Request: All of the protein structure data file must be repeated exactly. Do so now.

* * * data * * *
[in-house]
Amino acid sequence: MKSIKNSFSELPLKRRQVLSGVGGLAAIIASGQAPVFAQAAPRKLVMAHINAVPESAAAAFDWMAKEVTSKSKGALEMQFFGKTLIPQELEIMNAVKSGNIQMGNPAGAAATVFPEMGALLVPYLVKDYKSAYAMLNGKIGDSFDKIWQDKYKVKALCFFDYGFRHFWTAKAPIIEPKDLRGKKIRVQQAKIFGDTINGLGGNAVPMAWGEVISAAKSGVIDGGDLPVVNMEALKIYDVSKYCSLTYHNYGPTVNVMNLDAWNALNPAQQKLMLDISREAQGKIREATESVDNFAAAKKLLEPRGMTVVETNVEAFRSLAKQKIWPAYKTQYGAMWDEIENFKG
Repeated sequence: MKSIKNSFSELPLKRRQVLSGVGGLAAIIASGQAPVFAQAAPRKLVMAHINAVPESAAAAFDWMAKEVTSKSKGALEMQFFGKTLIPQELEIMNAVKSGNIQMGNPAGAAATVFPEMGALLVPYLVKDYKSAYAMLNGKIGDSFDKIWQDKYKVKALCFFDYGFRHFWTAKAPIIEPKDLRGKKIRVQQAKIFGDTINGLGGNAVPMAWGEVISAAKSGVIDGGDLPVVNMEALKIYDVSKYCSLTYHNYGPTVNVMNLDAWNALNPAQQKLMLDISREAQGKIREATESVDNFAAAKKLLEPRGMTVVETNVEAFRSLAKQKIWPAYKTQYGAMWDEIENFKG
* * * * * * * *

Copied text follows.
[in-house]
Amino acid sequence: MKSIKNSFSELPLKRRQVLSGVGGLAAIIASGQAPVFAQAAPRKLVMAHINAVPESAAAAFDWMAKEVTSKSKGALEMQFFGKTLIPQELEIMNAVKSGNIQMGNPAGAAATVFPEMGALLVPYLVKDYKSAYAMLNGKIGDSFDKIWQDKYKVKALCFFDYGFRHFWTAKAPIIEPKDLRGKKIRVQQAKIFGDTINGLGGNAVPMAWGEVISAAKSGVIDGGDLPVVNMEALKIYDVSKYCSLTYHNYGPTVNVMNLDAWNALNPAQQKLMLDISREAQGKIREATESVDNFAAAKKLLEPRGMTVVETNVEAFRSLAKQKIWPAYKTQYGAMWDEIENFKG
Repeated sequence: MKSIKNSFSELPLKRRQVLSGVGGLAAIIASGQAPVFAQAAPRKLVMAHINAVPESAAAAFDWMAKEVTSKSKGALEMQFFGKTLIPQELEIMNAVKSGNIQMGNPAGAAATVFPEMGALLVPYLVKDYKSAYAMLNGKIGDSFDKIWQDKYKVKALCFFDYGFRHFWTAKAPIIEPKDLRGKKIRVQQAKIFGDTINGLGGNAVPMAWGEVISAAKSGVIDGGDLPVVNMEALKIYDVSKYCSLTYHNYGPTVNVMNLDAWNALNPAQQKLMLDISREAQGKIREATESVDNFAAAKKLLEPRGMTVVETNVEAFRSLAKQKIWPAYKTQYGAMWDEIENFKG